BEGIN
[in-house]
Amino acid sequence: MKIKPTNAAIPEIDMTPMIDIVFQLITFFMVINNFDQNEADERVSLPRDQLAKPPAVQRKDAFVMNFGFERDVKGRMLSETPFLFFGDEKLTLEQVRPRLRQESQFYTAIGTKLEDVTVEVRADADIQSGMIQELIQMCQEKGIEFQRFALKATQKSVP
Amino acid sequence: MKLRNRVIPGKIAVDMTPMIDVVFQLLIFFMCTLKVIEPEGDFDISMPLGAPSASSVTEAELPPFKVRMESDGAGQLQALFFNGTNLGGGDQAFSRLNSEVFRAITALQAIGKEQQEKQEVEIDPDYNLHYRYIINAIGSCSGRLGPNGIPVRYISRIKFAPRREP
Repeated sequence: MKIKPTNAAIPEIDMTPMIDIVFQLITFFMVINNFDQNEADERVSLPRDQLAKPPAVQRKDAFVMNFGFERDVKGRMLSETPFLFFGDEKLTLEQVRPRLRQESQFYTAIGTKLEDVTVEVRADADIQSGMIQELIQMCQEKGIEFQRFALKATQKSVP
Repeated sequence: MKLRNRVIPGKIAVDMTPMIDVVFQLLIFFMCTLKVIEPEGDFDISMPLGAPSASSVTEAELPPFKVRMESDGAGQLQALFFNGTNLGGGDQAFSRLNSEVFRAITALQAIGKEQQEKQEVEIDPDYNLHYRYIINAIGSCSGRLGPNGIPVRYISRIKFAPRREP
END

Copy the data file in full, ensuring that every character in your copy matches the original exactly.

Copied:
[in-house]
Amino acid sequence: MKIKPTNAAIPEIDMTPMIDIVFQLITFFMVINNFDQNEADERVSLPRDQLAKPPAVQRKDAFVMNFGFERDVKGRMLSETPFLFFGDEKLTLEQVRPRLRQESQFYTAIGTKLEDVTVEVRADADIQSGMIQELIQMCQEKGIEFQRFALKATQKSVP
Amino acid sequence: MKLRNRVIPGKIAVDMTPMIDVVFQLLIFFMCTLKVIEPEGDFDISMPLGAPSASSVTEAELPPFKVRMESDGAGQLQALFFNGTNLGGGDQAFSRLNSEVFRAITALQAIGKEQQEKQEVEIDPDYNLHYRYIINAIGSCSGRLGPNGIPVRYISRIKFAPRREP
Repeated sequence: MKIKPTNAAIPEIDMTPMIDIVFQLITFFMVINNFDQNEADERVSLPRDQLAKPPAVQRKDAFVMNFGFERDVKGRMLSETPFLFFGDEKLTLEQVRPRLRQESQFYTAIGTKLEDVTVEVRADADIQSGMIQELIQMCQEKGIEFQRFALKATQKSVP
Repeated sequence: MKLRNRVIPGKIAVDMTPMIDVVFQLLIFFMCTLKVIEPEGDFDISMPLGAPSASSVTEAELPPFKVRMESDGAGQLQALFFNGTNLGGGDQAFSRLNSEVFRAITALQAIGKEQQEKQEVEIDPDYNLHYRYIINAIGSCSGRLGPNGIPVRYISRIKFAPRREP